I start this blog with the realization that I have two things to define and one to explain. What is modern board gaming? What is the reality of Bipolar Disorder? And how do those two things go together? Before we really get started, let me answer these questions for you.
First, let’s start with what modern board gaming is not. It is not a four-hour game of Monopoly. It is not spinning a spinner, rolling a die, or drawing a card and moving that many spaces only to do nothing.
Modern board gaming is sitting down with friends and even sometimes strangers to have the experience of escaping from zombies, dominating Mayan culture, exploring druidic landscapes, building castles, casting magic, going to war, and so very much more. There is no one way I can explain what a board game is because they are all so different. Everyone has different games that appeal to them. Everyone has games, or genres, they don’t particularly like. Each time you play a game it’s different, exciting, engaging, fun. Everyone has had a different experience with the hobby and my experience is seen through my Bipolar Disorder.
Bipolar Disorder, previously called Manic Depressive Disorder, manifests itself differently in each person who has it. There is Bipolar I and II, rapid cycling, and I’m sure other tags that I’m not aware of. I have Bipolar II. What does this mean? It means I get severely depressed, it means I don’t have mania but instead I have hypomania, and in my case it means that I can be both depressed and hypomanic at the same time.
My hypomania can look wonderful from the outside. I’m so productive. I get the house clean. I start projects I’ve been meaning to do. I get all the errands done. But it’s not the wonderful productiveness that we all envy seeing other accomplish on the internet. I don’t notice half the time if I’m hypomanic, my husband tells me. I get so focused on one particular task that some important things can fall through the cracks. I get irritable and yell at my family. And when it’s over I fall into some of my deepest depressions because of how horrible I was and because I can NEVER finish ANYTHING. (you see how upset that makes me…?)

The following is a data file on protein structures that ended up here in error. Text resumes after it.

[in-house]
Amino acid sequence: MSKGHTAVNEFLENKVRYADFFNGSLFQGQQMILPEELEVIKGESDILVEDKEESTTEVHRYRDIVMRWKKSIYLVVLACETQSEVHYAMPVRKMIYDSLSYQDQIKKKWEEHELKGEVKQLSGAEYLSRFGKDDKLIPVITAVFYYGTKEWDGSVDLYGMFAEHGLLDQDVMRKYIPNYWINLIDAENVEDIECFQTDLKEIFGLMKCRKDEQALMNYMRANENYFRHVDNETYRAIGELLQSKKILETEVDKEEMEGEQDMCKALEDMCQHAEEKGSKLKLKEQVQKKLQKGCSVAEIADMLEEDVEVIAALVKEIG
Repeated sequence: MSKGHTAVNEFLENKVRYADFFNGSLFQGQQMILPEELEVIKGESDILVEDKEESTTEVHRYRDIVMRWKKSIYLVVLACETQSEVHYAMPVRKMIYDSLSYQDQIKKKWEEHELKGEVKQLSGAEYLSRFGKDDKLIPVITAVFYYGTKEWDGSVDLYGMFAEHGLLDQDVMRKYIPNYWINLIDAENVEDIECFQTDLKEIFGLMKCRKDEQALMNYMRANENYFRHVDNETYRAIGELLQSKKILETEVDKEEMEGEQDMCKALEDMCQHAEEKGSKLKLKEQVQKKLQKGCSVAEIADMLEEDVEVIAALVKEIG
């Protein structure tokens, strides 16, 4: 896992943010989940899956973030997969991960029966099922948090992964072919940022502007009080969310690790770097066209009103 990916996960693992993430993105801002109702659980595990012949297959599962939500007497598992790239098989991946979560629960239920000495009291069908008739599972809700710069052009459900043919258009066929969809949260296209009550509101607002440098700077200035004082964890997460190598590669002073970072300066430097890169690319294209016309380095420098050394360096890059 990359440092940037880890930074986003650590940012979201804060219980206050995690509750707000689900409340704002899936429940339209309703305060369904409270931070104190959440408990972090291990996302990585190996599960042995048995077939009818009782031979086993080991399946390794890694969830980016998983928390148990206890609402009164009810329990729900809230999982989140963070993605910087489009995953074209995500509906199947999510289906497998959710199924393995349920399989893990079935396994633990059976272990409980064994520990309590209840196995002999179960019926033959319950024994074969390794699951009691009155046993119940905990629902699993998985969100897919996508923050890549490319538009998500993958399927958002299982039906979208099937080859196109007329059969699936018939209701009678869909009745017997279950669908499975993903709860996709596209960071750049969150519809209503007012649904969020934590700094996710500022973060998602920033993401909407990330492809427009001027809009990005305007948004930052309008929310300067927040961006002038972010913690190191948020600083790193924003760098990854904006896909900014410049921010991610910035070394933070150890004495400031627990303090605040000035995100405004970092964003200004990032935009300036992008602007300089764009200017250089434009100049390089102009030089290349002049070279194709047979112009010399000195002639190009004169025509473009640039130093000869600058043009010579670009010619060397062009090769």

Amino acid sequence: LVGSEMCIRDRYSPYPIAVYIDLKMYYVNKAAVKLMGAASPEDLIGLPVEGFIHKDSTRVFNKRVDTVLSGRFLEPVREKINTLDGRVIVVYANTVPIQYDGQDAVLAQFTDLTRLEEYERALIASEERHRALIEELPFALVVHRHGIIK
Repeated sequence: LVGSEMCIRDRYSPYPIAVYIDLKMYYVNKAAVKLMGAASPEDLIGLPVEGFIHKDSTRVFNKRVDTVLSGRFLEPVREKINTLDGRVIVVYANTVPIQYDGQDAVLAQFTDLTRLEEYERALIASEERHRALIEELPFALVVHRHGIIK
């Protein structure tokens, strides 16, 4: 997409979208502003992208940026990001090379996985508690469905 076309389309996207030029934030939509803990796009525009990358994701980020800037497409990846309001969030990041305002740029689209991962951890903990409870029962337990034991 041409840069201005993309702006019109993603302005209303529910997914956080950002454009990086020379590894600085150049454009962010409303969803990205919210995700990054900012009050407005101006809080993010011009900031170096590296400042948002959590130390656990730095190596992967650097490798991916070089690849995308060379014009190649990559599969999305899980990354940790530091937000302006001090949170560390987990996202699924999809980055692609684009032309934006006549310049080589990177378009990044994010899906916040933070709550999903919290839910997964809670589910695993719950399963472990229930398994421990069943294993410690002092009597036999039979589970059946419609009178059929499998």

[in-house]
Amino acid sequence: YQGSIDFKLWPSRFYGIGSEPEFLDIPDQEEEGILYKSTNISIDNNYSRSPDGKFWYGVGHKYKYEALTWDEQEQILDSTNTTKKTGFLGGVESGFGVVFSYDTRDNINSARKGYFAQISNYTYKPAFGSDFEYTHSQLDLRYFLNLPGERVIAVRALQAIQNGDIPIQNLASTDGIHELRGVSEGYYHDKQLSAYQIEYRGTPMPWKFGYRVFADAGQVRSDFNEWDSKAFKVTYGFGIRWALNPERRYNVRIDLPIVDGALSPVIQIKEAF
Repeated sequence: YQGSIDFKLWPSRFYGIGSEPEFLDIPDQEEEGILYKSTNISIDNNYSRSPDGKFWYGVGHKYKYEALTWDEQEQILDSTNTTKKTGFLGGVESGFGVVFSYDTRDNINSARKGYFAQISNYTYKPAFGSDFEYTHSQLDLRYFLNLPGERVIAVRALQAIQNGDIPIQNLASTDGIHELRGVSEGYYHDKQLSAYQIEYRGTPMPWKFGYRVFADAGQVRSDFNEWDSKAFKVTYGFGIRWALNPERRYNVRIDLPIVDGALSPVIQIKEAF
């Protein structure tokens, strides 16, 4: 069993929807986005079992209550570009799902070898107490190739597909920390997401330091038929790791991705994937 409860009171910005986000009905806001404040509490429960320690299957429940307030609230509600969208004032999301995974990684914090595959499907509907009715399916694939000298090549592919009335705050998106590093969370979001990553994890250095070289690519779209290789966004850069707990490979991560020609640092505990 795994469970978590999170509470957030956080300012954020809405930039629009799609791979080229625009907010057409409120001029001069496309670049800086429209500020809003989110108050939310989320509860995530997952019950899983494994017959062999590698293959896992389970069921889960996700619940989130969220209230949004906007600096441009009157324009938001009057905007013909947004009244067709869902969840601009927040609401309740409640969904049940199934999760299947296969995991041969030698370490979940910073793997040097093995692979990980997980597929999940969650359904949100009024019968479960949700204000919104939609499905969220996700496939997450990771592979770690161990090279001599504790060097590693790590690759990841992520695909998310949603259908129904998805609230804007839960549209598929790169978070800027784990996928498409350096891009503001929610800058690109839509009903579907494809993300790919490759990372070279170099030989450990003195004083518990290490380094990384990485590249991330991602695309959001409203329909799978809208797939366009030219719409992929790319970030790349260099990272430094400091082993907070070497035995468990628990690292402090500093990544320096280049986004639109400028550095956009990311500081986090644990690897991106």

So now, to answer the last question. What on earth do these two completely different things have to do with each other? Everything.
I get depressed. I can’t bring myself to do anything more than feed myself and my children. My husband comes home and gets a game off the shelf and sits me down. I get so engrossed in the game that my depression momentarily goes away. Another example would be my board game nights. Most Tuesdays I go to the local Board Game store and play games with the other people who show up. When I’m depressed I don’t want to go. When I’m depressed my husband knows that it will help if I’m around people. What better excuse to be around people than show up and play games?
When I’m hypomanic I can focus on the games. Instead of focusing on something that I can never finish I can focus on a game that will be over in 30-120 minutes (usually). I can focus on making new decks for A.S.H.E.S. Rise of the Phoenixborn. I can play these games by myself and practice different strategies. And then when my husband gets home I can bombard him with quality time instead of completely ignoring him.
Board Gaming has been my life saver for the last several years. I don’t remember what I did before finding both this hobby and my current psychiatrist (and meds). My life is stable but the Bipolar Disorder still sometimes rears its ugly head. For example, I’m pretty sure I’m hypomanic right now. We’ll see how long this blog lasts.
Don’t be afraid to ask questions. I’m a very open person.